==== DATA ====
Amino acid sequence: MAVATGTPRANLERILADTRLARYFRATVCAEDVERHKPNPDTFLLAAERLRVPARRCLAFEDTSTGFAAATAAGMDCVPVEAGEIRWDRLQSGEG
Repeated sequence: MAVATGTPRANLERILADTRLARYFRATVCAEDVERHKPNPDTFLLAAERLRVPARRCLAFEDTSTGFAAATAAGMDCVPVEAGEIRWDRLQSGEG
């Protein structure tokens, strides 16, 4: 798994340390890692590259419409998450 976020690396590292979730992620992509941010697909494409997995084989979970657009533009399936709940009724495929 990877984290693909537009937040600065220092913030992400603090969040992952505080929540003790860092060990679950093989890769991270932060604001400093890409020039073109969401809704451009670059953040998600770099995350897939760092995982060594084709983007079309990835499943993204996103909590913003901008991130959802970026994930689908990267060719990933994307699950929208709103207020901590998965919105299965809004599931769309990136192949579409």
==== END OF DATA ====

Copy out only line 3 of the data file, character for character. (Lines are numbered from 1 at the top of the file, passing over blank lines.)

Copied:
């Protein structure tokens, strides 16, 4: 798994340390890692590259419409998450 976020690396590292979730992620992509941010697909494409997995084989979970657009533009399936709940009724495929 990877984290693909537009937040600065220092913030992400603090969040992952505080929540003790860092060990679950093989890769991270932060604001400093890409020039073109969401809704451009670059953040998600770099995350897939760092995982060594084709983007079309990835499943993204996103909590913003901008991130959802970026994930689908990267060719990933994307699950929208709103207020901590998965919105299965809004599931769309990136192949579409």